Earthmoving Equipment, Parts

Tip tips for hose care from Continental

Continental hoses and fittings provide high quality solutions for the toughest applications. To get the most out of your equipment, here are key tips to safely use, store and maintain your hose to maximise its life

Continental hydraulic hoses and fittings have been built to handle the harshest environments across industry – from construction, oil and gas, mining and manufacturing to transportation.

Continental’s crimp fittings provide maximum coupling retention on one- and two-braid hose as well as four- and six-spiral hose. Serrations penetrate the cover with a powerful bite into the wire reinforcement, resulting in even hose compression.

Continental fittings are constructed from a single piece of steel without brazed or welded joints, to provide ultimate protection against leaks and potential leak paths. With full-length crimps and a low-profile design that will last longer, the interlocking Bite-to-Wire technology delivers maximum coupling retention for safer assembly and reliability under the toughest pressure — no internal or external skive required.

To make the most out of your hose and fittings, here are some top tips for hose care and use.

Tips for hose care

Hoses and hose assemblies have a finite life. There are several factors that will reduce hose life.

The maximum operating pressure within the hose should not exceed the recommended working pressure. Burst pressure, which is four times the working pressure, should not be used as the operating pressure of the hose and is for test purposes only. Exposing the hose to pressures higher than the working pressure is dangerous and will shorten hose life.

Exposing the hose to a surge pressure, above the working pressure of the hose, will also shorten hose life. If surges are severe, select a hose with a higher recommended working pressure.

High heat conditions may have an adverse effect on hose due to the degradation of the rubber and the effect on fitting retention. Continuous use at or above the maximum operating temperature of the hose will cause deterioration of the tube, cover and reinforcement, reducing the hose life.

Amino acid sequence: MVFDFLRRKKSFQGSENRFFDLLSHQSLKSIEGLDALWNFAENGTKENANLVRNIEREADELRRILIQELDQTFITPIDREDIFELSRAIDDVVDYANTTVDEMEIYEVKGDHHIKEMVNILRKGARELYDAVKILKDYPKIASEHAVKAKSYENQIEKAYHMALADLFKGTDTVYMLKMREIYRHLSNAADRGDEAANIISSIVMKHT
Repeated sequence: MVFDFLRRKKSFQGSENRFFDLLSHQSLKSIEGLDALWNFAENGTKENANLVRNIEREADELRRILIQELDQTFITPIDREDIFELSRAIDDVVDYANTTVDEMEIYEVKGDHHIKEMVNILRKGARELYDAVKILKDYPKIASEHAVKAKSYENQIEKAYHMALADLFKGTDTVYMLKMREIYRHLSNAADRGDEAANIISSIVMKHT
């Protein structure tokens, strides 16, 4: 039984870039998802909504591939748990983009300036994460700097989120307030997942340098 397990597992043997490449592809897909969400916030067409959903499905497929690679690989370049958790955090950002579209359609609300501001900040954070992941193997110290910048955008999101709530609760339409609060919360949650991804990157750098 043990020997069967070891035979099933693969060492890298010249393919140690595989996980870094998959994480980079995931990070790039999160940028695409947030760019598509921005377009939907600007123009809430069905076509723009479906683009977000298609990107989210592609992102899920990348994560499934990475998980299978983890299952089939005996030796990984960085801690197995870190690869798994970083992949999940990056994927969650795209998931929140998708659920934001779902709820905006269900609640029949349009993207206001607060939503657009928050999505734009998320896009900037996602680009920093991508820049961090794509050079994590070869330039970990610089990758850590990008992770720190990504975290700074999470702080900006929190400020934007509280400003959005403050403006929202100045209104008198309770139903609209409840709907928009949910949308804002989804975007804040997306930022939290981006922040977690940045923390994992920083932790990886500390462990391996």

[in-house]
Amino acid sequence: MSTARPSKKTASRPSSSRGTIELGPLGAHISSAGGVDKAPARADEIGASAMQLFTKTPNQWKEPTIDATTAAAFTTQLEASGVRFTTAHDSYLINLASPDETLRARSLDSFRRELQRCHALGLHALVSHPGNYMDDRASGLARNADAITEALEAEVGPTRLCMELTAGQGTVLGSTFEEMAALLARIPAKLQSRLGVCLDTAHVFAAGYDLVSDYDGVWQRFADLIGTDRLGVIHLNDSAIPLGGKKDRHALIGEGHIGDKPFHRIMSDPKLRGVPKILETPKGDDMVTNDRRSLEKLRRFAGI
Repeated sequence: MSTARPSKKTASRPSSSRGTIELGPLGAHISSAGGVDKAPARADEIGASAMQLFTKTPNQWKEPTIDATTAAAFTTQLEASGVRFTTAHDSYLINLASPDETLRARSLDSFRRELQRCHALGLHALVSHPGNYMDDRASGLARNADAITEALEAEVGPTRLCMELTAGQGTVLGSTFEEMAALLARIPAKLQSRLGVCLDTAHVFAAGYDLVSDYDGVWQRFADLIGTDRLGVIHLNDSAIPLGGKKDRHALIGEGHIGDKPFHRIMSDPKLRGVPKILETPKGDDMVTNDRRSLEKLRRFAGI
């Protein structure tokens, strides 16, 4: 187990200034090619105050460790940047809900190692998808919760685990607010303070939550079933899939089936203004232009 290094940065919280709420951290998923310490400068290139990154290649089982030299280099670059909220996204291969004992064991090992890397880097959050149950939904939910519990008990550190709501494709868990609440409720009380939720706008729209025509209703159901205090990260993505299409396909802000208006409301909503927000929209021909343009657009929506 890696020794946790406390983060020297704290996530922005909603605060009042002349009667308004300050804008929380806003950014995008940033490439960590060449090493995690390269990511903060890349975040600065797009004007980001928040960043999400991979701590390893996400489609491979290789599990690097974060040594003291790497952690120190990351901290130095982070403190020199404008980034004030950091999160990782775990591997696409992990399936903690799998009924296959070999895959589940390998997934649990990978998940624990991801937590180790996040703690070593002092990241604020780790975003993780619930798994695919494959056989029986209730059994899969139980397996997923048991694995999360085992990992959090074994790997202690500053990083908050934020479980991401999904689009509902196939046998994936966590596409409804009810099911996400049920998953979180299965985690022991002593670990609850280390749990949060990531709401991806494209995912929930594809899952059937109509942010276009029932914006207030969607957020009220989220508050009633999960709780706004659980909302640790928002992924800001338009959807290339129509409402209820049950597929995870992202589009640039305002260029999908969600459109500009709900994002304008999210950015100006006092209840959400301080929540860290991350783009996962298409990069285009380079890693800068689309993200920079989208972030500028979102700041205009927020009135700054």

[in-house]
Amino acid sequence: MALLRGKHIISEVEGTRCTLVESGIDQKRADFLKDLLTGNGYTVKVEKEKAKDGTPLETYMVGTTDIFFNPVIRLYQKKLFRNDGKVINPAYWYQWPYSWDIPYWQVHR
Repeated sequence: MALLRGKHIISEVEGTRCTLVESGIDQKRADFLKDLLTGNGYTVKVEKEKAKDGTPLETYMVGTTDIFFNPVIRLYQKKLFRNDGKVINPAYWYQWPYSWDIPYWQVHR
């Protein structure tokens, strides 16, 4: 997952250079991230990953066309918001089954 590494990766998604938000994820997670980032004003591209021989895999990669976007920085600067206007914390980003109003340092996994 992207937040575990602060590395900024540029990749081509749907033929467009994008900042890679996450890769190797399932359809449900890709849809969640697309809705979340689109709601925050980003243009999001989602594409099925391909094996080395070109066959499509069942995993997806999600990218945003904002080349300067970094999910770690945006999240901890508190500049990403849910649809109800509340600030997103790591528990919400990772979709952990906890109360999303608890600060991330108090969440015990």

Flexing the hose to less than its recommended minimum bend radius will decrease hose life. Optimise routing to minimise inherent problems. Excessive external forces such as flexing, twisting or kinking will also reduce hose life. Use the correct fitting or adapter to prevent any unnecessary external force.

Consider the chemical resistance of the tube, cover and the fitting, including the O-ring, to maximise hose performance and life. A hose is also designed with a certain level of abrasion resistance, but care should be taken to avoid excessive abrasion, which can damage the hose cover, accelerating hose failure.

The size of the hose assembly components must be adequate to keep pressure losses to a minimum and avoid damage to the hose due to heat generation or excessive turbulence. Also, use the proper end fittings and crimp or install to the proper crimp specification to ensure a safe and proper hose assembly. Make sure that hose fittings are compatible with the hose.

Safety considerations

Fabricators, end users and installers should be aware of the safety factors when handling or in proximity of hydraulic hose assemblies. The following are some potential conditions that can lead to personal injury and property damage.

As certain fluids may permeate the hose cover, the hose should always be used in well-ventilated areas. Any leak of pressurised fluid can penetrate the skin, causing severe tissue damage and burns. Consider the use of guards or shields around the hose assembly to reduce the risk of injury.